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Title: An investigation of cost variation across health care settings and the implications for economic evaluation
Author: Grieve, Richard David
Awarding Body: London School of Hygiene & Tropical Medicine
Current Institution: London School of Hygiene and Tropical Medicine (University of London)
Date of Award: 2005
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This thesis is concerned with the estimation of costs in economic evaluation. The thesis reviews the theoretical and applied literature on costing and highlights that studies generally ignore cost variation across health care settings. The thesis aims to assess why costs vary across health care settings, and the implications for economic evaluations. The study uses microeconomic theory to pose hypotheses for cost variation across health care settings and uses a consistent methodology to collect costs across a range of health care settings. The analysis uses multilevel models (MLMs) to test hypotheses concerning cost variation. Statistical theory suggests that MLMs accommodate the hierarchical structure of the data and may therefore be more appropriate than ordinary least squares (OLS) models for identifying reasons for cost variation across settings. The use of MLMs and OLS models for analysing reasons for cost variation are compared. The OLS models find that both patient and higher-level covariates are associated with length of hospital stay (LOS) and total cost, but these models overestimate the precision of the higher-level variables. By contrast, the MLMs show that none of the higher-level variables are associated with LOS, and the national level of spending on health care is the only higher-level variable associated with total cost. The empirical investigation also illustrates that using OLS regression analysis to report cost-effectiveness can lead to inaccurate estimates. By contrast, the MLMs recognise the structure of the data and accurately quantify mean incremental cost- effectiveness and the associated levels of uncertainty. The thesis concludes that ignoring cost variation across health care settings can lead to inaccurate estimates of cost and cost-effectiveness. Basing decision-making on inaccurate information can move the allocation of health care resources away from the target of allocative efficiency. This thesis presents a methodology for improving the conduct of cost analyses that future economic evaluations can adopt.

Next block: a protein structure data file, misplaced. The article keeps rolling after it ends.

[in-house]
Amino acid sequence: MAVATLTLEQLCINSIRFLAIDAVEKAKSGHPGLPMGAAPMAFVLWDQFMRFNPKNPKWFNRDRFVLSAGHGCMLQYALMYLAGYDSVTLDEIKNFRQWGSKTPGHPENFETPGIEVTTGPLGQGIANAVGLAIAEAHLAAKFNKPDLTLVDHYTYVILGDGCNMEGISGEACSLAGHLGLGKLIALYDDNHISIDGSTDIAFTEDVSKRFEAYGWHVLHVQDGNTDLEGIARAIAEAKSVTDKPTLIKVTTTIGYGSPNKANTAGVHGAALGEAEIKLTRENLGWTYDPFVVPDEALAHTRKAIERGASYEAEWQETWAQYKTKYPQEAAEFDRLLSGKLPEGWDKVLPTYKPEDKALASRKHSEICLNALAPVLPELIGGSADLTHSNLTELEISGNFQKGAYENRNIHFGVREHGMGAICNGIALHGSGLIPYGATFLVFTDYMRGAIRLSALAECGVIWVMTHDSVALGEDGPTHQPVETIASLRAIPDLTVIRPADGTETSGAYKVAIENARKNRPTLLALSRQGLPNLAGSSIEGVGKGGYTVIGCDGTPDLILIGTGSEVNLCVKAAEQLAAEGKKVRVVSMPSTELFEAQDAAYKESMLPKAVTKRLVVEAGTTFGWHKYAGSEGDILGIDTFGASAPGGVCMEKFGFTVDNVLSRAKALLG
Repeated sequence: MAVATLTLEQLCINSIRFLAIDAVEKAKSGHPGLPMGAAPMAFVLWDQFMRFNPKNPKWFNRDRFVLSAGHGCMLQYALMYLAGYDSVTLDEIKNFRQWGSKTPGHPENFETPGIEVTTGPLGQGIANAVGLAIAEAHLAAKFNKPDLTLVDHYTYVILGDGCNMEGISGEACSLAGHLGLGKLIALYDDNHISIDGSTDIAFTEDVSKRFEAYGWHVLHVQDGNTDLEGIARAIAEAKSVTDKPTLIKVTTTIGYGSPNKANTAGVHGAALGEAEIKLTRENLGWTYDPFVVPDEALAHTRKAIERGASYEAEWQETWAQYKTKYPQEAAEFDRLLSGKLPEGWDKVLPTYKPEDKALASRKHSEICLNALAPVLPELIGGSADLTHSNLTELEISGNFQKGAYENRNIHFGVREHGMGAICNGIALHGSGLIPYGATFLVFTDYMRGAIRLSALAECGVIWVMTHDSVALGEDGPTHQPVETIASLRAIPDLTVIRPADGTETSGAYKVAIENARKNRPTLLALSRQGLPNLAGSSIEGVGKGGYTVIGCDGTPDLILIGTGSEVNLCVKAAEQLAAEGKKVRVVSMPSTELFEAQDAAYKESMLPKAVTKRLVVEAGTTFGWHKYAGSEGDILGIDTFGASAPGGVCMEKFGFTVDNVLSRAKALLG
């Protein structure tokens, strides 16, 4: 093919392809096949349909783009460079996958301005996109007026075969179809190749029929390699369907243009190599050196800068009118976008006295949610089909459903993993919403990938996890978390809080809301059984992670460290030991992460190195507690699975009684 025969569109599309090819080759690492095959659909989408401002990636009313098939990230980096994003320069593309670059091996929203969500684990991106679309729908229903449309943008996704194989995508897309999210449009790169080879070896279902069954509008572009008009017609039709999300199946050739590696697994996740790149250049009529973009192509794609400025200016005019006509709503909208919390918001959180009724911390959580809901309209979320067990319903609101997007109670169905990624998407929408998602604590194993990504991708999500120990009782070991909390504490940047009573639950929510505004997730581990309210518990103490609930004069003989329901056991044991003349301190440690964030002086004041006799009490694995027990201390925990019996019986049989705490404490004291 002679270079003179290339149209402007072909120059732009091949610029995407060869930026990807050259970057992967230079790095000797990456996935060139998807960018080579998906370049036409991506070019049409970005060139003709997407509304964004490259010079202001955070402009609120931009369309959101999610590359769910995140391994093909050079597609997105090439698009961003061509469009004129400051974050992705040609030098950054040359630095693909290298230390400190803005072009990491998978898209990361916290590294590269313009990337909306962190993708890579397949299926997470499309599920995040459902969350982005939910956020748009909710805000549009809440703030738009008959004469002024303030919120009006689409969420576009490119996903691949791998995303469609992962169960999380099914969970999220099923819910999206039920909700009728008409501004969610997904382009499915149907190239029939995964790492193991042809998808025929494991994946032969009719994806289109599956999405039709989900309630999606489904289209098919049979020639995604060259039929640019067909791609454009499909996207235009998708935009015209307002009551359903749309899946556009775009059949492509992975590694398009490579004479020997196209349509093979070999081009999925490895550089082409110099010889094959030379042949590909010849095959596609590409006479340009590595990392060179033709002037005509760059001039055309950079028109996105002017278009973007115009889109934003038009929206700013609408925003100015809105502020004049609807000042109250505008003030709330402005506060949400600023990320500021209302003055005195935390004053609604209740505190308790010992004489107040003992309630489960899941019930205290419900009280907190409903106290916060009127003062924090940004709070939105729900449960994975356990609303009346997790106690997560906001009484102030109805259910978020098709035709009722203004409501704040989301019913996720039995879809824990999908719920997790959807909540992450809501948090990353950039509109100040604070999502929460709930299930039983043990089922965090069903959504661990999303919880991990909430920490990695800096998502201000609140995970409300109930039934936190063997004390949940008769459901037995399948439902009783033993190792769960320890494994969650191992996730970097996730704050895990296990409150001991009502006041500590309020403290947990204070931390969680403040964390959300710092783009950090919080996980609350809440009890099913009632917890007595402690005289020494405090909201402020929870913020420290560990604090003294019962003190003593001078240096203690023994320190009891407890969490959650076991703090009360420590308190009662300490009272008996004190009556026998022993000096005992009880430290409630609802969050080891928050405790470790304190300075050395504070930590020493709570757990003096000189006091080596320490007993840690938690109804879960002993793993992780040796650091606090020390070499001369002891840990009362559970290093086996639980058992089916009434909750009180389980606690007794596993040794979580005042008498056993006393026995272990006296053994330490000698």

Supervisor: Not available Sponsor: Not available
Qualification Name: Thesis (Ph.D.) Qualification Level: Doctoral